BACKGROUND: The prognostic importance of abdominal aortic calcification (AAC) viewed on noninvasive imaging modalities remains uncertain. METHODS AND RESULTS: We searched electronic databases (MEDLINE and Embase) until March 2018. Multiple reviewers iden-tified prospective studies reporting AAC and incident cardiovascular events or all-cause mortality. Two independent reviewers assessed eligibility and risk of bias and extracted data. Summary risk ratios (RRs) were estimated using random-effects mod-els comparing the higher AAC groups combined (any or more advanced AAC) to the lowest reported AAC group. We identified 52 studies (46 cohorts, 36 092 participants); only studies of patients with chronic kidney disease (57%) and the general older-elderly (median, 68 years; range, 60-80 years) populations (26%) had sufficient data to meta-analyze. People with any or more advanced AAC had higher risk of cardiovascular events (RR, 1.83; 95% CI, 1.40-2.39), fatal cardiovascular events (RR, 1.85; 95% CI, 1.44-2.39), and all-cause mortality (RR, 1.98; 95% CI, 1.55-2.53). Patients with chronic kidney disease with any or more advanced AAC had a higher risk of cardiovascular events (RR, 3.47; 95% CI, 2.21-5.45), fatal cardiovascular events (RR, 3.68; 95% CI, 2.32-5.84), and all-cause mortality (RR, 2.40; 95% CI, 1.95-2.97). CONCLUSIONS: Higher-risk populations, such as the elderly and those with chronic kidney disease with AAC have substantially greater risk of future cardiovascular events and poorer prognosis. Providing information on AAC may help clinicians understand and manage patients’ cardiovascular risk better.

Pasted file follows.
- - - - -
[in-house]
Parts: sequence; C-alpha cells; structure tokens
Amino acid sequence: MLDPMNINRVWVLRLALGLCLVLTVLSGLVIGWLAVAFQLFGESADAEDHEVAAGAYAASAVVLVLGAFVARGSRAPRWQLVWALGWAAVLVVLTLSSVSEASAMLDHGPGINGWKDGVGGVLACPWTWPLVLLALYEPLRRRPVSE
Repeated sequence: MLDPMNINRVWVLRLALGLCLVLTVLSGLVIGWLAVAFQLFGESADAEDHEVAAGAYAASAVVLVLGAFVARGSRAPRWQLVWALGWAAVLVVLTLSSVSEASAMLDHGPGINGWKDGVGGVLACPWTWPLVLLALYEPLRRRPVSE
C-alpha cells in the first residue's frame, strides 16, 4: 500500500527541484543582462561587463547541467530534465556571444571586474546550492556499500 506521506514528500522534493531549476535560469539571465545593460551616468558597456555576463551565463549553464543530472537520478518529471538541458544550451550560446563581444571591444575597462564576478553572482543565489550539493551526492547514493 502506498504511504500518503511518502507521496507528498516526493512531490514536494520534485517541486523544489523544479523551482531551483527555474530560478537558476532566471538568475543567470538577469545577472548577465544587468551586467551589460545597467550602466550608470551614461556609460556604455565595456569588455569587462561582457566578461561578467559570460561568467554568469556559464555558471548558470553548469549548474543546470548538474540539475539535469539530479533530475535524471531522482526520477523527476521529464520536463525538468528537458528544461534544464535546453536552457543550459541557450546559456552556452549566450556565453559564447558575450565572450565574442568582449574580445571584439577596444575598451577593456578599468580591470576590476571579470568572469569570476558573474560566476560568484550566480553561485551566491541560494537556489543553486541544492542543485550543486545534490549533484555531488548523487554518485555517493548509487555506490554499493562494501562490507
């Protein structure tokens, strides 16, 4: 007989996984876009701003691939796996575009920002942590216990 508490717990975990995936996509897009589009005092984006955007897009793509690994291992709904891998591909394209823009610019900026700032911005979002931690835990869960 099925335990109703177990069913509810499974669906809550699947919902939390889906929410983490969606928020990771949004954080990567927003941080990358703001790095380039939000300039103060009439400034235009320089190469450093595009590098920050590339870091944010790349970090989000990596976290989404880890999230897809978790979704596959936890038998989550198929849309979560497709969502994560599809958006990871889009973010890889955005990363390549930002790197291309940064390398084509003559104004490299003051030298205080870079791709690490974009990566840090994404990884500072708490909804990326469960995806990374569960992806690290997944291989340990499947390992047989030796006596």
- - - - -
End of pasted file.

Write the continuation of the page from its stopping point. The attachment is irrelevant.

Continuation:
- Abdominal aortic calcification
- All-cause mortality
- Cardiovascular events and deaths
- Chronic kidney disease
- General population